Main entrance to Tung Fort
|Elevation||1,075 m (3,527 ft)|
|Translation||तुंग किल्ला (Difficult Fort) (Marathi)|
|Parent range||Western Ghats|
It is about 12 km from Malavli railway station and can also be approached from Lonavala. Tung Fort has an elevation of 1075 m above sea level. Since Pawna was built, it is now surrounded by water on three sides. One can ferry across in a boat from Pawna dam to its base village, Tungi.
Tung fort is also named Kathingad fort. The word "Kathin" in Marathi means difficult. While climbing, one can experience the difficult challenge of reaching this fort. The fort is conical and has steep climbs with a very narrow route on the edge of the mountain throughout. From Pawana dam, reaching this fort requires a 400-metre climb.
From Lonavala, one can reach the base village Tungwadi around 20 km via Bushy Dam-INS Shivaji-Peth Shahapur-Tungwadi. From Tungwadi village, reaching this fort requires about a 300-metre climb. Road is not so good to travel, work in progress.
Tung Fort was built before 1600 CE. It was built by the Adil Shahi dynasty but was captured by Chatrapati Shivaji Maharaj. It is small, and not able to hold more than 200 troops at a time. As such, it would not have been able to defend itself on its own for a long time. Its shape and structure suggest that its main function was as a watchtower guarding the road to Pune city. The Dhamale family, one of the Deshmukh from the Maval region, was charged with ensuring the security of Tung Fort. During invasion, it served to provide a temporary distraction for invaders. Thus, the major forts of Visapur and Lohagad would have time to prepare themselves to meet the invading army. This fort served as a watchtower in the past because from top of the fort, a lot of area in the Maval region of the Pawana and Mulshi valleys can be seen, and thus, from the top of the fort, a watch on these areas can be kept.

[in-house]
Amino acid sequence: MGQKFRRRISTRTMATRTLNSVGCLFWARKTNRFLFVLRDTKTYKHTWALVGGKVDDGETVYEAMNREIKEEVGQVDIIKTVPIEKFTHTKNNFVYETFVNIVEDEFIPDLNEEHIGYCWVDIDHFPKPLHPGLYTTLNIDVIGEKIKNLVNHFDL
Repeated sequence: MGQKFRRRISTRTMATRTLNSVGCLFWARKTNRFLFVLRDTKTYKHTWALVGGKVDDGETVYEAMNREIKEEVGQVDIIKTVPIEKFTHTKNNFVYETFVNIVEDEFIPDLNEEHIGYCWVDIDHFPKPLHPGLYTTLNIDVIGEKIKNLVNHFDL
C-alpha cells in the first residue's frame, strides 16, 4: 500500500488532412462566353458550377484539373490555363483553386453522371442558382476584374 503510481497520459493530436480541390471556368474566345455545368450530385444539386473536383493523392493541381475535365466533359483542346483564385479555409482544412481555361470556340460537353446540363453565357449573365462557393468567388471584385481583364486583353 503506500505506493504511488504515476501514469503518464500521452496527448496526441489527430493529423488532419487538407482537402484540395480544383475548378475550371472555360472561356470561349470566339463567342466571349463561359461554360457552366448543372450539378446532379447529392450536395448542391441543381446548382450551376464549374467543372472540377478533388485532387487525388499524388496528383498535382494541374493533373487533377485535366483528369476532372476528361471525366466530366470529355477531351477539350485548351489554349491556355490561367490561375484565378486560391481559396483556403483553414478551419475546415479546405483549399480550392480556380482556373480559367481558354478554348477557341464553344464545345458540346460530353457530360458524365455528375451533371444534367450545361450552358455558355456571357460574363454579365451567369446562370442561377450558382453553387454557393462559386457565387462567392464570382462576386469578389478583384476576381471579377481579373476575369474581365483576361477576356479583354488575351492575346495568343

Its sharp, conical peak makes Tung Fort a prominent landmark, even from a distance. It has an oval shape, thick walls and numerous bastions. A steep climb on grassy slopes leads to the ruins of a temple at the summit. A rocky staircase leads several feet down to a water reservoir. From the top of the fort, the Lohagad, Visapur, Tikona and Korigad forts are clearly visible.
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